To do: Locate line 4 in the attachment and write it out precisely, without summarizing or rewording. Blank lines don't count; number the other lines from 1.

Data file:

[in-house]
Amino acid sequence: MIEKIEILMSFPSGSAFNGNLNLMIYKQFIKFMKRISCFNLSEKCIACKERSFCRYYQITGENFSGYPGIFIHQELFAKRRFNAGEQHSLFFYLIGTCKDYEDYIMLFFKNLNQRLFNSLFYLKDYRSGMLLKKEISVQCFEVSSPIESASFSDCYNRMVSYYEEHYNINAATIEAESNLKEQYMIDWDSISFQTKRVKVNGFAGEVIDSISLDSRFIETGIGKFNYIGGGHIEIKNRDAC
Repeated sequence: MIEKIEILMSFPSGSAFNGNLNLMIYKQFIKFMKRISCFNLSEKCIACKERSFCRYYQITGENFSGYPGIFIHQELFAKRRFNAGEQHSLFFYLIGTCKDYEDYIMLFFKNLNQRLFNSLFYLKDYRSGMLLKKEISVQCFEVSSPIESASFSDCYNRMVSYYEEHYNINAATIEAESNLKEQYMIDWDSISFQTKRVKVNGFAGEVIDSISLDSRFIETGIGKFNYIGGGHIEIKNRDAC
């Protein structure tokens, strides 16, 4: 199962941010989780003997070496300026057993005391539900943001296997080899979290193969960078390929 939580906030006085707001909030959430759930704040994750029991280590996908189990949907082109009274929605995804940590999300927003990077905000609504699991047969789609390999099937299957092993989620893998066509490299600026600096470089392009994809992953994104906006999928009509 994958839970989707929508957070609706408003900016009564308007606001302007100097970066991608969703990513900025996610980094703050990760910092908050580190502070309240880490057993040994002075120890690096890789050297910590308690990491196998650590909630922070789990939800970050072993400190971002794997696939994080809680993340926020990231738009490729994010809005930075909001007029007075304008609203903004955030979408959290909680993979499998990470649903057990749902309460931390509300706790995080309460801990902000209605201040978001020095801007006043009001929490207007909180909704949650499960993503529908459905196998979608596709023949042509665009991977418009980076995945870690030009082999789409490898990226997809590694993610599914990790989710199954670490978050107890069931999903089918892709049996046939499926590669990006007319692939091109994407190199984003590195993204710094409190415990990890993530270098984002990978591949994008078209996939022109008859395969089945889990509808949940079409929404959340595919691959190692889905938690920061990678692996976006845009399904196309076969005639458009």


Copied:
């Protein structure tokens, strides 16, 4: 199962941010989780003997070496300026057993005391539900943001296997080899979290193969960078390929 939580906030006085707001909030959430759930704040994750029991280590996908189990949907082109009274929605995804940590999300927003990077905000609504699991047969789609390999099937299957092993989620893998066509490299600026600096470089392009994809992953994104906006999928009509 994958839970989707929508957070609706408003900016009564308007606001302007100097970066991608969703990513900025996610980094703050990760910092908050580190502070309240880490057993040994002075120890690096890789050297910590308690990491196998650590909630922070789990939800970050072993400190971002794997696939994080809680993340926020990231738009490729994010809005930075909001007029007075304008609203903004955030979408959290909680993979499998990470649903057990749902309460931390509300706790995080309460801990902000209605201040978001020095801007006043009001929490207007909180909704949650499960993503529908459905196998979608596709023949042509665009991977418009980076995945870690030009082999789409490898990226997809590694993610599914990790989710199954670490978050107890069931999903089918892709049996046939499926590669990006007319692939091109994407190199984003590195993204710094409190415990990890993530270098984002990978591949994008078209996939022109008859395969089945889990509808949940079409929404959340595919691959190692889905938690920061990678692996976006845009399904196309076969005639458009």